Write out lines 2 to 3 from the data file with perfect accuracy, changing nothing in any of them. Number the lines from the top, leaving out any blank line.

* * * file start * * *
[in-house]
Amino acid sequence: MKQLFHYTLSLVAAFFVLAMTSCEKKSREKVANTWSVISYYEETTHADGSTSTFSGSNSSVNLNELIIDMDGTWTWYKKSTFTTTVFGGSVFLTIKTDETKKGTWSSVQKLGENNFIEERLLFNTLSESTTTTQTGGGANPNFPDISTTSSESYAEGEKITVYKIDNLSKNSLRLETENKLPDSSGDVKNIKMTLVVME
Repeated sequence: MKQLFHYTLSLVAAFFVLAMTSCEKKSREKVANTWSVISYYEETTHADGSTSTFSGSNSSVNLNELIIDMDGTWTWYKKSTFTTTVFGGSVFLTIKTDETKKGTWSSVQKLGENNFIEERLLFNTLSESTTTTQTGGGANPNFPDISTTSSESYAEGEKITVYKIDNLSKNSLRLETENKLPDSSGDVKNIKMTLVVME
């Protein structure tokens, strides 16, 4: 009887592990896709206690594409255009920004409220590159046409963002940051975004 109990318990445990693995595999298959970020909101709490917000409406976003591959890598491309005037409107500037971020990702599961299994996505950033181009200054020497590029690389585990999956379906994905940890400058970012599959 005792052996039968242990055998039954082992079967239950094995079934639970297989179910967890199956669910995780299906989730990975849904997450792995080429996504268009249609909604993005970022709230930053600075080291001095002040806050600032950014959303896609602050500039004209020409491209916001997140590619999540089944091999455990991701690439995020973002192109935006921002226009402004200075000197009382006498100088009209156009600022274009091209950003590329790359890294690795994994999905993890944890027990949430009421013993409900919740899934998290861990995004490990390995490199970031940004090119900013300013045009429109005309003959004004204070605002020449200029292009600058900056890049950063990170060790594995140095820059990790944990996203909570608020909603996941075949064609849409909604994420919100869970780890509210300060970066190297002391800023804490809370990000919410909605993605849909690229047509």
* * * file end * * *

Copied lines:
Amino acid sequence: MKQLFHYTLSLVAAFFVLAMTSCEKKSREKVANTWSVISYYEETTHADGSTSTFSGSNSSVNLNELIIDMDGTWTWYKKSTFTTTVFGGSVFLTIKTDETKKGTWSSVQKLGENNFIEERLLFNTLSESTTTTQTGGGANPNFPDISTTSSESYAEGEKITVYKIDNLSKNSLRLETENKLPDSSGDVKNIKMTLVVME
Repeated sequence: MKQLFHYTLSLVAAFFVLAMTSCEKKSREKVANTWSVISYYEETTHADGSTSTFSGSNSSVNLNELIIDMDGTWTWYKKSTFTTTVFGGSVFLTIKTDETKKGTWSSVQKLGENNFIEERLLFNTLSESTTTTQTGGGANPNFPDISTTSSESYAEGEKITVYKIDNLSKNSLRLETENKLPDSSGDVKNIKMTLVVME